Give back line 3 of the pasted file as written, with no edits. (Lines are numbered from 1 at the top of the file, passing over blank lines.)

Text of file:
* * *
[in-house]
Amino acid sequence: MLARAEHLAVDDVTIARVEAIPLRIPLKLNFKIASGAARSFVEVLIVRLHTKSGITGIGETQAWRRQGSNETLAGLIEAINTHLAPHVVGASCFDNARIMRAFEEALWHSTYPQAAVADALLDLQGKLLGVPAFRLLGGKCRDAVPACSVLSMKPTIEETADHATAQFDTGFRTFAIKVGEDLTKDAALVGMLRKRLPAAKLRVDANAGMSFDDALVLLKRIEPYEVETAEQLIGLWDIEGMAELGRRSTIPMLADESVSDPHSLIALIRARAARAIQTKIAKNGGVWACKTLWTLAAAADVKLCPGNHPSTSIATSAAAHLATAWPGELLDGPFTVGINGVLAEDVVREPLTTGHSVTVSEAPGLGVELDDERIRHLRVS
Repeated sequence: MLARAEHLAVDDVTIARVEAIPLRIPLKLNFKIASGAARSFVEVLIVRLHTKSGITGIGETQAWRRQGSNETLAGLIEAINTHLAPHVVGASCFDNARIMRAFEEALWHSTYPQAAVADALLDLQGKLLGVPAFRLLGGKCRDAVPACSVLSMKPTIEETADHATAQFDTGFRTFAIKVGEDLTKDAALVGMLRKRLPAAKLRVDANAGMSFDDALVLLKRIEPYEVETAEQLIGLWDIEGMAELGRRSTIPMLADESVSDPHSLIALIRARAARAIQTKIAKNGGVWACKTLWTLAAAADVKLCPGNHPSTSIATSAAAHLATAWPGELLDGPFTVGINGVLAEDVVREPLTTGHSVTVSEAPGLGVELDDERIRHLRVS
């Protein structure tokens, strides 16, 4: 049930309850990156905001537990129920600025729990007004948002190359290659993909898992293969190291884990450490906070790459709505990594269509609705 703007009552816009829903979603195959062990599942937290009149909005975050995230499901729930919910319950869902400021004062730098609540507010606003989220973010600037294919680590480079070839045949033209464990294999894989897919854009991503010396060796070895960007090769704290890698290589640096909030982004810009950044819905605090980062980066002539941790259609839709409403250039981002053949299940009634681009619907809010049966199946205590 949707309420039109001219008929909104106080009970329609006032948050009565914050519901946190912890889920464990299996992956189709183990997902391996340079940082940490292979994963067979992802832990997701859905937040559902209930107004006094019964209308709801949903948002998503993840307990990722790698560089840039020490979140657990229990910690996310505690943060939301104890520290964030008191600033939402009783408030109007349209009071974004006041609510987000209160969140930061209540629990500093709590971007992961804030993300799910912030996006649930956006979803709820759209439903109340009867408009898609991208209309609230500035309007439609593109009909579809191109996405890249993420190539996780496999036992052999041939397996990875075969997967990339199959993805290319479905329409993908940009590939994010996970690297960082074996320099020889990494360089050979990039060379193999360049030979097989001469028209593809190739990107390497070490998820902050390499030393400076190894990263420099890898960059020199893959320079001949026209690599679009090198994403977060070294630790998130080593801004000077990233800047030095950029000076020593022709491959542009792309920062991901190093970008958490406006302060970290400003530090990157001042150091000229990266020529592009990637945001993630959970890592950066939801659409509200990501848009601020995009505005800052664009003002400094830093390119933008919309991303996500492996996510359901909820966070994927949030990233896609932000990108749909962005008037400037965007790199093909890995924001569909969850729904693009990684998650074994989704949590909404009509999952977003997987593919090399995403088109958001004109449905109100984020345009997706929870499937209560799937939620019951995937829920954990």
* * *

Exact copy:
Repeated sequence: MLARAEHLAVDDVTIARVEAIPLRIPLKLNFKIASGAARSFVEVLIVRLHTKSGITGIGETQAWRRQGSNETLAGLIEAINTHLAPHVVGASCFDNARIMRAFEEALWHSTYPQAAVADALLDLQGKLLGVPAFRLLGGKCRDAVPACSVLSMKPTIEETADHATAQFDTGFRTFAIKVGEDLTKDAALVGMLRKRLPAAKLRVDANAGMSFDDALVLLKRIEPYEVETAEQLIGLWDIEGMAELGRRSTIPMLADESVSDPHSLIALIRARAARAIQTKIAKNGGVWACKTLWTLAAAADVKLCPGNHPSTSIATSAAAHLATAWPGELLDGPFTVGINGVLAEDVVREPLTTGHSVTVSEAPGLGVELDDERIRHLRVS